The procession is the main event and is called a race more for its quick pace and level of excitement than for any competitive aspect. It begins in the uptown section of Jessup and winds its way through residential blocks before reaching the Church Street. This downhill stretch ends at Station Park in the opposite end of town. The course is reversed and climbs Church Street again before turning toward the Jessup Veterans’ Memorial Stadium. Teams circle the fields three times in a spectacle called tre giri. St. Ubaldo always wins, though George and Anthony can gain favor by having their ceri removed more swiftly as teams lay the stanga at rest and hammer the wooden pegs out.

For borough residents like Cappellini, K.T. Cessi and J.T. Scagliotti, St. Ubaldo Day is more than a festival.

“The Festa dei Ceri is a sentiment,” said Cappellini. “It can’t be seen and it can’t be heard. It can only be felt within your heart and soul.”

‘Spirit of the race’

For Scagliotti, the only way to truly understand is to take part in the day’s celebration. He joined the St. George Family in the mid 2000s after returning from upstate New York.

“I realized early on that the race can be grueling and physically demanding,” said Scagliotti. “But the adrenaline that comes along with it is indescribable. It’s a feeling that can’t be explained, it can only be experienced.”

St. Ubaldo Day is the best day of the year, according to Scagliotti. The day signifies family traditions that have been in place since 1909. It’s a time to celebrate with friends and family and embrace the camaraderie that goes hand in hand with the Festa dei Ceri.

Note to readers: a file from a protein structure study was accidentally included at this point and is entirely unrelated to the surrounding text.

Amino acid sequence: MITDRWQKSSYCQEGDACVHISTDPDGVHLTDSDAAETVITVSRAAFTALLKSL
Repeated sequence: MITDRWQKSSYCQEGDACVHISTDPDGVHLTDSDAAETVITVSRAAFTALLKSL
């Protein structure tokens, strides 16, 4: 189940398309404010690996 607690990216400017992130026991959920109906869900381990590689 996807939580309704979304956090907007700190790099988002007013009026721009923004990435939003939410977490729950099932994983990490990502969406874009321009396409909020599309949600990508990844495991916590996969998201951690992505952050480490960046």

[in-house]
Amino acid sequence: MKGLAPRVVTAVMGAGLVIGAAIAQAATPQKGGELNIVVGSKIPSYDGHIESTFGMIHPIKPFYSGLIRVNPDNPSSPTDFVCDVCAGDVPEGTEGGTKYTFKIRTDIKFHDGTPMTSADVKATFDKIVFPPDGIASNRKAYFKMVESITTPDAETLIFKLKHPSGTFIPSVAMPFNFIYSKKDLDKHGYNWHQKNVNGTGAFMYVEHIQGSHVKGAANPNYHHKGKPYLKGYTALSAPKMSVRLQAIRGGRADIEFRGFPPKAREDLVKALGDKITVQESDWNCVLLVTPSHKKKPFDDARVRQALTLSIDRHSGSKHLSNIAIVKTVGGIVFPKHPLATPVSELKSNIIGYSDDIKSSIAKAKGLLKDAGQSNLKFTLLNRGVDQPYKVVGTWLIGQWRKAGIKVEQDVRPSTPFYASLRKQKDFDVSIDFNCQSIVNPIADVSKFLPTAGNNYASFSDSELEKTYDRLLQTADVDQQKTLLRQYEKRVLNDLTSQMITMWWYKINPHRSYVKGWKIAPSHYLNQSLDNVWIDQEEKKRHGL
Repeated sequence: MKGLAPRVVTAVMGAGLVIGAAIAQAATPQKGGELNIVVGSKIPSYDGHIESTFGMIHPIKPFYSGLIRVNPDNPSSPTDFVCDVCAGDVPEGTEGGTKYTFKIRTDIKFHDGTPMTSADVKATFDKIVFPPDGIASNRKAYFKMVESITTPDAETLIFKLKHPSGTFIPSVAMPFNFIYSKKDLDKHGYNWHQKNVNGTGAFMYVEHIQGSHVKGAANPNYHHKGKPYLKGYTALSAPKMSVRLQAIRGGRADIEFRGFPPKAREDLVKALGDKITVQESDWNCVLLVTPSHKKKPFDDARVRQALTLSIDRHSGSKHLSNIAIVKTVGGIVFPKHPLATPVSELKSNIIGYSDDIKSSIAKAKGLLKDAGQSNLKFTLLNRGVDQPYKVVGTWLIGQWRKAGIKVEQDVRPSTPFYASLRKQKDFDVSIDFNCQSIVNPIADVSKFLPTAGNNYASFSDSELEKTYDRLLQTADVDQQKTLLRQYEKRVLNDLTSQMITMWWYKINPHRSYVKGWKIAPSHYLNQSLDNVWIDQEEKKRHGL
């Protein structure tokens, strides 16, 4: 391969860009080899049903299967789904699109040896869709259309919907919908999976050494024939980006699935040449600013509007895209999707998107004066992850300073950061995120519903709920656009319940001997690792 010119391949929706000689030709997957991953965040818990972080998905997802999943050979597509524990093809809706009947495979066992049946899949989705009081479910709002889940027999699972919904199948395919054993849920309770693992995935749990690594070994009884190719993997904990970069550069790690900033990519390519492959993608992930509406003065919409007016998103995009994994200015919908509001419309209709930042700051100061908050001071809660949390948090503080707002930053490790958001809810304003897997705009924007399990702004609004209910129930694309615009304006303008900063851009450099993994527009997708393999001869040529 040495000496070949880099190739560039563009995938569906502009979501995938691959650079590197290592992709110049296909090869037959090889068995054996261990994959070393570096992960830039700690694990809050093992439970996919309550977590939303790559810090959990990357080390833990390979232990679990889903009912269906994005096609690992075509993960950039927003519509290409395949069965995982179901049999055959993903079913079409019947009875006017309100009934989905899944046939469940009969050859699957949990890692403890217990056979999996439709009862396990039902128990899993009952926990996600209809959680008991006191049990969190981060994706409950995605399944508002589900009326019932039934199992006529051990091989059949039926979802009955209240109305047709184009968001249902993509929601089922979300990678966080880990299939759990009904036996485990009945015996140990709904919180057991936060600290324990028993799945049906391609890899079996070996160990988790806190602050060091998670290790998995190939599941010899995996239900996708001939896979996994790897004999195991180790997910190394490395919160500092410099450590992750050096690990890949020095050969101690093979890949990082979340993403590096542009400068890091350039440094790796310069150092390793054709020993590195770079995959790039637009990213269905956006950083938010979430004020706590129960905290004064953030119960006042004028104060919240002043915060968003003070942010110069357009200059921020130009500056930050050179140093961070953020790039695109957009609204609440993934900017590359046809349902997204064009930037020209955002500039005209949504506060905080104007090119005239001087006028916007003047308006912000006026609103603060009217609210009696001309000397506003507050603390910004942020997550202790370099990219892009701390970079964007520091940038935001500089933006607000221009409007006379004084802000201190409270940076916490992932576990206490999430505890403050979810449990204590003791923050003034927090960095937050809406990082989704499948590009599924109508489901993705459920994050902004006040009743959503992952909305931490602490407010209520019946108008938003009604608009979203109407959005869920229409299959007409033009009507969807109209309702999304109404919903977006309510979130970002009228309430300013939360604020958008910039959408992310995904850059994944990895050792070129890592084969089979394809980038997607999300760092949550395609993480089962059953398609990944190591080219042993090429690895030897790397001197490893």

“The sentiment of the race will still be celebrated without the actual running,” said Scagliotti. “The spirit of the race will still remain.”

For Cessi, St. Ubaldo Day carries a different meaning. As a young girl, she celebrated the day with her late grandfather, Norman Cecci, who hailed from Perugia, Italy just outside of Gubbio. Fond memories of celebrating their heritage is something Cecci can still recall vividly. Now she’s about to enter her tenth year as an official member of the St. Ubaldo Family.

“To find something after I lost my pop, that connects me with him, it’s turned into something I really treasure,” said Cecci.

Instead of the usual festivities Saturday, the families of St. Anthony, St. George and St. Ubaldo will celebrate with a virtual mass from Sacred Heart Church in Peckville. The families have also made a schedule to commemorate their activities through the weekend. Their homes will feature lit torches, some with a commemorative fazzoletto to honor all past ceriaoli.

“This tradition that we have the opportunity to celebrate in our town, only the second place on earth that has La Festa dei Ceri, is humbling for me,” said Cecci.

The St. Ubaldo Society says La Festa dei Ceri will be back stronger than ever in 2021.

For more information on the St. Ubaldo Society and next year’s St. Ubaldo Day, visit saintubaldosociety.org.